Canadian Environmental Health Atlas

Understanding Our Environment is Key to Promoting Health and Preventing Disease

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Asbestos

Asbestos

“The Miracle Mineral”
Asbestos is a naturally occurring mineral with long thin crystals that can be crushed to produce a multitude of silky filaments. Flexible yet tough, asbestos is resistant to heat and corrosion and does not conduct electricity. The filaments can be spun and woven into textiles for fireproof insulation products or they can be mixed with cement to reinforce construction materials.

Fifty years ago asbestos was called the “Miracle Mineral” [infographic] and was considered a natural resource that would bring Canada, a leading producer, long-term prosperity.1 Since then, we have learned that not only are asbestos fibres extremely durable, they also cause lung disease and disability many years after exposure. Due to the long latency period, the incidence of malignant mesothelioma, an asbestos-related lung cancer, continues to rise in Canada despite the restrictions on asbestos use that began over 30 years ago.

Forms of Asbestos
The two classes of asbestos are serpentine, with its curly fibres, and amphibole, with its needle-like fibres. Asbestos mines often contain a mix of serpentine and amphibole minerals.

Chrysotile (also called white asbestos) is the only member of the serpentine class and is used more than any other form of asbestos, usually for construction and textiles. The most commonly used members of the amphibole class, crocidolite (brown asbestos) and amosite (blue asbestos), are resistant to heat and strong acids and have more specialized uses than white asbestos (Figure 1).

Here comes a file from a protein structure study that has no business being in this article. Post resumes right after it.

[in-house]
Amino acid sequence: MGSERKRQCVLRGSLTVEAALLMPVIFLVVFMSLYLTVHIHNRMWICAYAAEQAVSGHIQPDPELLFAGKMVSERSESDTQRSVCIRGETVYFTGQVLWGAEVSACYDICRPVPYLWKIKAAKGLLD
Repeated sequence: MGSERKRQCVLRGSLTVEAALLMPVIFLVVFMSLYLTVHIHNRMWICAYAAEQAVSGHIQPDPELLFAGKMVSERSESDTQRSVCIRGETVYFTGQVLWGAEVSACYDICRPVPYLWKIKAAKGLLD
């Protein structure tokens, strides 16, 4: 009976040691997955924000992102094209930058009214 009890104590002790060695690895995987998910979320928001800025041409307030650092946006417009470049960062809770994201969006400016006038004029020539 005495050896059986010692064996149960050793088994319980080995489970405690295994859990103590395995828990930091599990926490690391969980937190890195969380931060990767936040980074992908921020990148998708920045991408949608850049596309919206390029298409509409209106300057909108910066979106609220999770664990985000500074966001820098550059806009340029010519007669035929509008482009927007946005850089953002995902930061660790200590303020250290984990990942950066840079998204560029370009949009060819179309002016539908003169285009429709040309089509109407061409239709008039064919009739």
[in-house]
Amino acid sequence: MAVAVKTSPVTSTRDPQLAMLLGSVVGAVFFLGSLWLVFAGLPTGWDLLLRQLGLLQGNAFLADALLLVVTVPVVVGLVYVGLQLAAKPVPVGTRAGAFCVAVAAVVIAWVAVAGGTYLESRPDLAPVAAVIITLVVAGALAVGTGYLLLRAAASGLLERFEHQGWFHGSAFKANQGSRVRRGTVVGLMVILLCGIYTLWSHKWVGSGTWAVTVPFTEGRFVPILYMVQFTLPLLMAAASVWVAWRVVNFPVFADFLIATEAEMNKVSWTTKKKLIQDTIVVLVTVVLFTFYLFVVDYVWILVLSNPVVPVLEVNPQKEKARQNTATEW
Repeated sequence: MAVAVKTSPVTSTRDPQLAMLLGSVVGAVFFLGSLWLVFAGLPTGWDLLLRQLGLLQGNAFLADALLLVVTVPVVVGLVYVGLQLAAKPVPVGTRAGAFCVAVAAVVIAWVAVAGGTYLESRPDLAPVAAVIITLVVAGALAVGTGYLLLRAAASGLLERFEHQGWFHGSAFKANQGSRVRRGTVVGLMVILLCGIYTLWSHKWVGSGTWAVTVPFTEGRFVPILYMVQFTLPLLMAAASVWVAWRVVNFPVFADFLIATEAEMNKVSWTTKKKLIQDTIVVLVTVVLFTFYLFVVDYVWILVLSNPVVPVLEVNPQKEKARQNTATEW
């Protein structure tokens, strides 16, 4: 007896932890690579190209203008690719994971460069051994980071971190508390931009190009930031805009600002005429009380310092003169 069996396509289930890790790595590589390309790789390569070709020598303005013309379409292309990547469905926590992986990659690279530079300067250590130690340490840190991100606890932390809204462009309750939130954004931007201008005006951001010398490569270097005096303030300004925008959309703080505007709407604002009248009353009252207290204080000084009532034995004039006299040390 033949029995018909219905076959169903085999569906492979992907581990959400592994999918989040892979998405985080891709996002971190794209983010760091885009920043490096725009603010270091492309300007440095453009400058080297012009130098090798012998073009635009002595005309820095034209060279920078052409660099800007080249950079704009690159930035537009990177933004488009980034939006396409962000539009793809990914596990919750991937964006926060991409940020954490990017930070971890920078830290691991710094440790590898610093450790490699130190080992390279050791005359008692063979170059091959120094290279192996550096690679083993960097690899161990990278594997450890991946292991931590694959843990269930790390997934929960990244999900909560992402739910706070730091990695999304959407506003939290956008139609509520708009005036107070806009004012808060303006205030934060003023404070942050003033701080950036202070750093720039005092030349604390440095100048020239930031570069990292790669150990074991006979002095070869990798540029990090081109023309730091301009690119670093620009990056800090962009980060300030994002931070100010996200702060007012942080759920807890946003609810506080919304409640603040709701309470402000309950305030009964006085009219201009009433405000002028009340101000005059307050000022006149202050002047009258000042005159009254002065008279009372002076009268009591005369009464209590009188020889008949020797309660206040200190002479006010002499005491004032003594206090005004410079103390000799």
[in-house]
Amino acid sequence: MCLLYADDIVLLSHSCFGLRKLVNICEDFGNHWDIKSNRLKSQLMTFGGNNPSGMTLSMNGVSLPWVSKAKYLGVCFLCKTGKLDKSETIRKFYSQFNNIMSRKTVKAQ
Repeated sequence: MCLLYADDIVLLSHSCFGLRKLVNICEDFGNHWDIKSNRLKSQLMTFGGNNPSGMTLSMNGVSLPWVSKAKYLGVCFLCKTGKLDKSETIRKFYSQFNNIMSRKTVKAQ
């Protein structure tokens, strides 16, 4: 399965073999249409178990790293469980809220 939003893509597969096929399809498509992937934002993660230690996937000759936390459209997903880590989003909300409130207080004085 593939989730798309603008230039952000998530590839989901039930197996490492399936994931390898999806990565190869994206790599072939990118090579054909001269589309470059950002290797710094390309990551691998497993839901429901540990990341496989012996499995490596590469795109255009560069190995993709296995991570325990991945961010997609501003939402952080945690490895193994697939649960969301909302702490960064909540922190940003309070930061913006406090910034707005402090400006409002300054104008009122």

But whatever the class, colour, or use, all forms of asbestos are toxic and can cause cancer.23

Modern History of a Carcinogen

1858 – Asbestos industry established in the US with mining of asbestos for insulation on Staten Island, New York.
1878 – Asbestos production begins in Canada at Thetford Mines, Quebec.
1924 – In Britain, an inquest into a textile worker’s death leads to the first medical description of asbestosis.
1938 – Lung cancer is declared an occupational disease of asbestos workers by German pathologist Martin Nordmann.
1955 – Richard Doll’s paper “Mortality from lung cancer in asbestos workers” is published.
1987 – The International Agency for Research on Cancer (IARC) declares asbestos a human carcinogen.
2007 – The Canadian Cancer Society calls for the Canadian government to phase out use and export of asbestos. 

  • 1. Canadian Broadcasting Company (CBC). Asbestos: the magic mineral that was once Canada’s gold. Canada: [publisher unknown]; 2008 [updated 2009 Jun 10]. http://www.cbc.ca/canada/story/2009/06/10/f-asbestos-safety.html
  • 2. International Agency for Research on Cancer (IARC). IARC Monographs on the Evaluation of Carcinogenic Risks to Humans: Asbestos. 1987; Supplement 7.
  • 3. International Agency for Research on Cancer (IARC). IARC Monographs on the Evaluation of Carcinogenic Risks to Humans: Asbestos. 1977; Volume 14: 106-117.